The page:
Plot: Kazuhiko (Atsuo Nakamura) travels to a remote estate to visit his girlfriend Yuko (Yukiko Kobayashi), but once he arrives, he is given tragic news. Yuko’s mother informs Kazuhiko that she was killed in a car accident a little while back, which leaves him quite devastated. While he is at the estate, he begins to think he sees Yuko and she seems to summon him to the nearby graveyard. Desperate to see his lost love, Kazuhiko follows her and discovers that Yuko’s spirit is not at peace, as she attacks him and he never returns home. When he doesn’t come back, his sister Keiko (Kayo Matsuo) ventures to the estate with her boyfriend in tow, to find out what happened. But can she survive an encounter with Yuko’s ghost and unlock the secret of her spirit, or will she join her brother in his supernatural fate?

Entertainment Value: An eerie, atmospheric chiller that feels like it was influenced by Hammer’s genre films, The Vampire Doll is a stylish and effective picture. The visuals of Yuko’s supernatural presence are the most memorable element here, with her glowing eyes and diabolical smile, but the mood and unsettling atmosphere are what make the movie work so well. The movie begins like an old school horror flick, with an imposing mansion, stormy weather, and dark visuals, then builds tension at a deliberate, but consistent clip until the final act, at which points things take a more kinetic approach and close on a high note. I know some dislike all the obvious western influences at work in The Vampire Doll, but I think it helps the movie stand out from its peers and the end result is terrific, which is what counts. I love the visuals, bathed in shadows and the music really adds to the experience as well, with an organ score that suits the material to perfection. I think The Vampire Doll is a fun, well crafted horror movie and the visuals alone make this one an easy recommendation.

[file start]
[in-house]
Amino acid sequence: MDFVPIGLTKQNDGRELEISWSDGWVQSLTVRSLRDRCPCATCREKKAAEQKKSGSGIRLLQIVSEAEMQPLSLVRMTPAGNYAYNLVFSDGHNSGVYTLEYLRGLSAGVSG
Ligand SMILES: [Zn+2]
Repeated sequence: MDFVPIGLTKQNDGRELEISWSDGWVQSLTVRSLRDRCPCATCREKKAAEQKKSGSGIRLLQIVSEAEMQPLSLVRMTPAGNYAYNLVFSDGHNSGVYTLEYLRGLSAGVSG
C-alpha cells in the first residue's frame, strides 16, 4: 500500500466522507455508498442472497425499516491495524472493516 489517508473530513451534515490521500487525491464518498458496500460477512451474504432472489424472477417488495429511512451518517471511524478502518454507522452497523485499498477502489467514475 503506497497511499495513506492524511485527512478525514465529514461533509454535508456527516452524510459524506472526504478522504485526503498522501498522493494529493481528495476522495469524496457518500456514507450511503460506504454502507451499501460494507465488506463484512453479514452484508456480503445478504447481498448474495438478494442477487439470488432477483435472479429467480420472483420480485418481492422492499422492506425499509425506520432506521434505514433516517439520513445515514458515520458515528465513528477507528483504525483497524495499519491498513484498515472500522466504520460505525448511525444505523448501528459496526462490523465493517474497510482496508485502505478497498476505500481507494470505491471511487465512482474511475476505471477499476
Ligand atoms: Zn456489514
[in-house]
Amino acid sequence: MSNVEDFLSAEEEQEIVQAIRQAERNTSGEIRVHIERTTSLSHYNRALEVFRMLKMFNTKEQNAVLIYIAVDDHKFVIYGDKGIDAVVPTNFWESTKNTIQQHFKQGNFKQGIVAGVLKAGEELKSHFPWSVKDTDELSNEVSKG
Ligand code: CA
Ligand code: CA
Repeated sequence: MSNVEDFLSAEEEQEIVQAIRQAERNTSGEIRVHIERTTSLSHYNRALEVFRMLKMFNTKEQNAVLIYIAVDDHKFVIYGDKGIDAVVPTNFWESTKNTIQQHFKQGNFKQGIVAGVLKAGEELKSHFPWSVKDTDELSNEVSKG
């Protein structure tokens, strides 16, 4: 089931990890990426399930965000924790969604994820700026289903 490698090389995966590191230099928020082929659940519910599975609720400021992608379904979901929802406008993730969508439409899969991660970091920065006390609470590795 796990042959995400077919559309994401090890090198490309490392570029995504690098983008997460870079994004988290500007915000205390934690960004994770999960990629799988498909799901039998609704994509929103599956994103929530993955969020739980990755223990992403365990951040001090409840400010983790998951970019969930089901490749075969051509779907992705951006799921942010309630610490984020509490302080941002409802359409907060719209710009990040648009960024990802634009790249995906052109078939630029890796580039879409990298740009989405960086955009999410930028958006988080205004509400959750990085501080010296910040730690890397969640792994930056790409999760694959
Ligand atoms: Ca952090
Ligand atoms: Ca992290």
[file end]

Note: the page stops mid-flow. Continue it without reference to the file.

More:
No nakedness. The movie puts much less emphasis on the erotic side of vampirism, so the lack of naked flesh is never an issue. There is some bloodshed however, including one of the most epic throat slashes in the history of cinema. I mean, this wound goes beyond even Lone Wolf & Cub style crimson geysers, it is a beautiful moment that looks fantastic. Aside from that wild and wonderful moment however, the violence is rather mild, but man, that scene is a total home run. The dialogue here is capable, but isn’t all that wild or overly memorable. So while the score is low, that isn’t an indictment of the script, just a note on the lack of outlandish lines. As for craziness, we have Yuko’s creepiness, the doll in the grave, the insane throat slash, and unsettling atmosphere, so some threads of unease are present here, even if the movie isn’t an over the top, madcap experience.

Nudity: 0/10

Blood: 4/10

Dialogue: 0/10

Overall Insanity: 3/10

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